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Myhrvold Warns Picks and Shovels Cos to Stay Out of Drug Discovery

NEW YORK, Feb 21 - Faced with growing concern from investors about prospects for future profitability, a number of genomics tool makers, large and small, have recently announced plans to refashion themselves as drug developers.

But Nathan Myhrvold, the revered software visionary turned biotechnology venture capitalist, on Wednesday warned genomics software and tool companies against rushing into the field of drug discovery.

"I think it's just ridiculously wrong. I think that's a terribly short-sighted thing," Myhrvold told attendees at the Biotechnology Industry Organization's CEO and Investor Conference in New York.

Myhrvold, Microsoft's former chief technology officer, recently co-founded Intellectual Ventures in Redmond, Wash., to help early-stage companies with strategy and financing.   

In the long term, Myhrvold said, picks and shovels companies have the potential to find new applications for their tools not necessarily connected with today's Holy Grail of drug discovery.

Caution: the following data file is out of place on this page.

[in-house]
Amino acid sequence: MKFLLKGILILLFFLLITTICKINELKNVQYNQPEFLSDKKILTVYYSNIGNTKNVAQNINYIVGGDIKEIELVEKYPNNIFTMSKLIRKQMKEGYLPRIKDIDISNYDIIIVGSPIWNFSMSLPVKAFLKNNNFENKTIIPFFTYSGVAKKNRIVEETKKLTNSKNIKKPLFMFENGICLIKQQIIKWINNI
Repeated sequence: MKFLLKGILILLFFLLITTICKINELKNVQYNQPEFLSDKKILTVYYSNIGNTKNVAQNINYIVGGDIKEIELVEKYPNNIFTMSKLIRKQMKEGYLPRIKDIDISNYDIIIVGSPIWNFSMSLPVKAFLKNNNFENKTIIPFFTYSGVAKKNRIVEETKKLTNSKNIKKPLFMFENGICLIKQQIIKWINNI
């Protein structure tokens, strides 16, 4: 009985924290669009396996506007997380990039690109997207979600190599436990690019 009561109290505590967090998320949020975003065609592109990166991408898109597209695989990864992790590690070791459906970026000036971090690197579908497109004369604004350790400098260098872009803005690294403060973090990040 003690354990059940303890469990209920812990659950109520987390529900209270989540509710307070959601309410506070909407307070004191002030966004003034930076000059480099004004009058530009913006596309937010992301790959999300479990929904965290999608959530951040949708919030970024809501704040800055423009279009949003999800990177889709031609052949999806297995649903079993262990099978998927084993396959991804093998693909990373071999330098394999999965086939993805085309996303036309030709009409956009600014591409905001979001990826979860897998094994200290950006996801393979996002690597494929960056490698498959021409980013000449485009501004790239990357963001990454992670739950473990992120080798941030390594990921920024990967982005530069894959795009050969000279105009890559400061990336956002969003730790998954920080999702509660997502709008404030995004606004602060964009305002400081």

As an analogy, Myhrvold compared the current fixation with drugs to the California Gold Rush of 1849. The gold never amounted to much, he said, but the biggest business to emerge in the long term was Levi Strauss, manufacturer of jeans for the miners.

"The money wasn't in the gold; it was in the pants," Myhrvold said.

Myhrvold's comments are presumably directed at a host of companies that have recently announced plans to enter the drug discovery fray. Celera and Incyte, as well as smaller genomics companies like Lion Bioscience and Pharmacopeia have announced plans to turn to drug discovery in the hope of finding profitable medicines.

"We think there's a huge opportunity [to discover new drugs] because of genomics, and we think we know our technology better than anyone else," said Christian Marcazzo, director of product marketing at Lion. "It makes sense to diversify, to apply technology in as many ways as possible."

On Wednesday, Lion announced that it had acquired a 16.1 percent stake in Gesellschaft f r Medizinische Datenverarbeitung, a German developer of e-health data management software, in its latest move to expand its reach into medical research and diagnostics.

While this might keep investors happy in the nearterm, Myhrvold said that jumping into drug discovery might prove to be a flawed strategy later down the road.

"People get overexcited about the short-term, and underexcited about the long term," Myhrvold added.

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